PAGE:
The millennium development goals launched in 2000 to tackle poverty, education, health, hunger and environmental issues around the world. Some targets have been met, for example access to improved drinking water, while others, such as reducing maternal mortality rates, have been missed.
But as 2015 comes to a close their time is up and they are set to be replaced by 17 sustainable development goals (SDGs), stretching to 2030. The private sector has been involved in devising the framework for the SDGs, and the private sector will have a hand in their delivery too.
Goal 2 for example seeks to end hunger and address nutrition. Goal 7 aims to increase the share of renewables in the global energy mix by 2030, and Goal 8 concerns the protection labour rights and promotion of safe and secure working environments. In each of these, business has a role.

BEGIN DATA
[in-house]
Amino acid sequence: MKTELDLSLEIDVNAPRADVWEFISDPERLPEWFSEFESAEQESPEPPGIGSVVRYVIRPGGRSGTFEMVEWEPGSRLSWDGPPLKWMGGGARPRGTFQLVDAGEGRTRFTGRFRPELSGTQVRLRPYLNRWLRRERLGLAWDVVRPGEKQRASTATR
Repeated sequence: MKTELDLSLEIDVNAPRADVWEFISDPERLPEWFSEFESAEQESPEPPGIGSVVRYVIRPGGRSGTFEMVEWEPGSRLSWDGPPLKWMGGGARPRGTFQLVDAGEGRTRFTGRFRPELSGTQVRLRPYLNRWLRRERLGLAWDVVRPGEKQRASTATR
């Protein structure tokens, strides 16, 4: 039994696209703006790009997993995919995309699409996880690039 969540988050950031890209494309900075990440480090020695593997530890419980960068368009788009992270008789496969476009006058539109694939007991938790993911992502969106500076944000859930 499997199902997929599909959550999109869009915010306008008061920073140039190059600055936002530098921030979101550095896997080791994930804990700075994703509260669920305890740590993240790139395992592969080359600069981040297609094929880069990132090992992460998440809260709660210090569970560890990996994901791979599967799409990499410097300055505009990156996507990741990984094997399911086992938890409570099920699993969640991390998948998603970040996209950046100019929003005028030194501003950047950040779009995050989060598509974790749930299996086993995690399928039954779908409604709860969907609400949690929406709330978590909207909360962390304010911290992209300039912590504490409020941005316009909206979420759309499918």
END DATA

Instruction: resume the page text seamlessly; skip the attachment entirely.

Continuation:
But it’s not just a case of what business can do for the SDGs. In setting the development agenda for the next 15 years, the SDGs give business a sense of what makes a smart sustainability plan and sensible investment.